from MY LIFE AS A PENCIL
I was on a mission to become a writer. But first I had to observe, to live in the world, especially the foreign world. It was why I fled California for Buenos Aires, a city where I could at least speak the language. I was staying in a pensión in a partitioned room furnished with a bed, an old armoire, a table and a chair. I began to write about the men and women I shared my meals with every day. Hunched over my portable Smith-Corona, I produced a string of fumbling, sad portraits: a man who plays tangos on an out-of-tune piano, a landlady who loses her teeth, a cook with no imagination, a truck driver with two families, an Italian widow looking for a husband.
About that time I also started my first full-time job as a reporter, working at the Buenos Aires Herald, which is where I learned to turn life into stories on a daily basis. But at first it was physically very painful.
Staffed mostly by journalists from the U.K., the Herald was the country's only English-language daily. On one of my first assignments, I hit the ground running, then falling, then running again. I'd been sent to cover a military coup in the streets but because a tank blocked my way and a cloud of tear-gas swept over me, my watery, stinging eyes lost focus and I kept tripping. Military takeovers, I later learned, were then almost a monthly occurrence and usually covered by the youngest legs on staff.
When I got back to the office, nauseous and still crying from the gas, I slipped a blank sheet of paper into the typewriter and stared at my scribbled notes. Toby, who was seated at the desk next to mine, tapped away at his keyboard with hardly any pauses. Out of the corner of my eye I watched him effortlessly build a story from a single page of notes.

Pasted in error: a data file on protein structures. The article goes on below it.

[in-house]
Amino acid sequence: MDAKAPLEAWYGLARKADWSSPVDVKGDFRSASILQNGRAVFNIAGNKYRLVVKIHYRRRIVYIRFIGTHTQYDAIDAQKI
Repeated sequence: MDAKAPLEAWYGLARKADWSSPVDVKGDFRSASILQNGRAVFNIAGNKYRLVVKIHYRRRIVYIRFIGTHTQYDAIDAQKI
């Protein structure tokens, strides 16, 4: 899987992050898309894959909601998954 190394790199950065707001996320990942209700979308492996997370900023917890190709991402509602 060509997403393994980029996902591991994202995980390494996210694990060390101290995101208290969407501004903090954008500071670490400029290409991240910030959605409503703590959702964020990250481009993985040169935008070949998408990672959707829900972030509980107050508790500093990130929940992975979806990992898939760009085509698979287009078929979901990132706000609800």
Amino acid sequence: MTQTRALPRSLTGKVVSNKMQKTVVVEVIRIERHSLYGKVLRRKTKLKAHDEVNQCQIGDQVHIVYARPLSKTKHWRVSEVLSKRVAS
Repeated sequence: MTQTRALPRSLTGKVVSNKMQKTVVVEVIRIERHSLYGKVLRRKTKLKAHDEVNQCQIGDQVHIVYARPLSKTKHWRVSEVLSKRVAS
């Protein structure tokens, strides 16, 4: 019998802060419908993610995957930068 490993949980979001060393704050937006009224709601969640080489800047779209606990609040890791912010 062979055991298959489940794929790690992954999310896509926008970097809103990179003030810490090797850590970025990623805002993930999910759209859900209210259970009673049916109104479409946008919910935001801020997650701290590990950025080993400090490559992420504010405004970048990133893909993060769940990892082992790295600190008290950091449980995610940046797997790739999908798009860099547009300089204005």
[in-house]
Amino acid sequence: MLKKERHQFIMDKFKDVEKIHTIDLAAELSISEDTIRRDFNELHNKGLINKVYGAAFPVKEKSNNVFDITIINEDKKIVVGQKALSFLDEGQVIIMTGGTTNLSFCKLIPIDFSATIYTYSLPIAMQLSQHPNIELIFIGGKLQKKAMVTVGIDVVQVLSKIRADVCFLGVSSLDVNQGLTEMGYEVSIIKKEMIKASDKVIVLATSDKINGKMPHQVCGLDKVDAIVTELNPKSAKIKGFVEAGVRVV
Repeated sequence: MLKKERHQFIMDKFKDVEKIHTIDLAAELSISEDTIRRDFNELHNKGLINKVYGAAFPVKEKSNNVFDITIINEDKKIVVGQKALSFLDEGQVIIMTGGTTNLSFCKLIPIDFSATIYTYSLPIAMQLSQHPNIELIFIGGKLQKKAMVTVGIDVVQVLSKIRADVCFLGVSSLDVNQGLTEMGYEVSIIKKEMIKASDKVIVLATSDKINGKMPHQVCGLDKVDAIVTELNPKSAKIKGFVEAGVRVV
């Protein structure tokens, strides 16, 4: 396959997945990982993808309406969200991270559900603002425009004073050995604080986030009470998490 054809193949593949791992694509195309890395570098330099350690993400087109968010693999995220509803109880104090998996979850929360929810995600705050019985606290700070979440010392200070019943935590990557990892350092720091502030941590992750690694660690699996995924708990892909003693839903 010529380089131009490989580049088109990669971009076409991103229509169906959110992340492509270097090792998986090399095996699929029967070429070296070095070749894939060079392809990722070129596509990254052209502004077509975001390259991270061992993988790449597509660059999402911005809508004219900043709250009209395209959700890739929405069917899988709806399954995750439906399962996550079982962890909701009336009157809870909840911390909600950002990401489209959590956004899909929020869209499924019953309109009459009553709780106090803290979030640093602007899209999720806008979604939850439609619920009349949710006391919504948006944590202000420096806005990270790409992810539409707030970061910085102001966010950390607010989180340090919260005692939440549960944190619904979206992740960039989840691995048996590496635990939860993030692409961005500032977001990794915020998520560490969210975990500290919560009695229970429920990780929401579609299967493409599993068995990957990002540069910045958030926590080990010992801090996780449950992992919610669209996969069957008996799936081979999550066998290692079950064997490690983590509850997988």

He looked the picture of the dapper, middle-aged Londoner, invariably wearing a bow tie and a cardigan sweater-vest. I learned from Martha, the Irish copy editor, that he was a bachelor, had come to Argentina years ago, and stayed on because he liked his job. Toby covered all manner of events in the Anglo-Argentine community and eventually would teach me all I needed to know about cricket wickets, polo ponies, and the services of the Anglican Church.
At the moment, though, a bigger hurdle loomed. I squeezed my eyes, knuckling away the tears. Helmeted figures with rifles were moving in my direction. They were ahead of the tanks, and as I peered from behind a tree, young men around me started tossing rocks at the soldiers. Just then, I felt a hand on my shoulder and opened my eyes.
"Trouble starting?" Toby asked.
"You make it look so easy," I said.
"What have you got?"
I recited my jumble of facts and impressions, unable to provide an overall view of what really happened. He said to write the way I had seen it, though I should begin with something strong. "Remember, in this kind of story, what you write is personal."
I began with the hurt in my eyes. After that, the story seemed to roll out on its own. Toby read it, nodded, said, "That will do," and continued typing. It was his third, clean and uncomplicated piece of the day. When he finished he dropped it in the copy basket, rolled down his sleeves, and slipped on his tan, seersucker suit coat over the cardigan vest. Lastly, he placed a black bowler hat on his head, tapped it down once, and left the newsroom with a confident, unhurried step.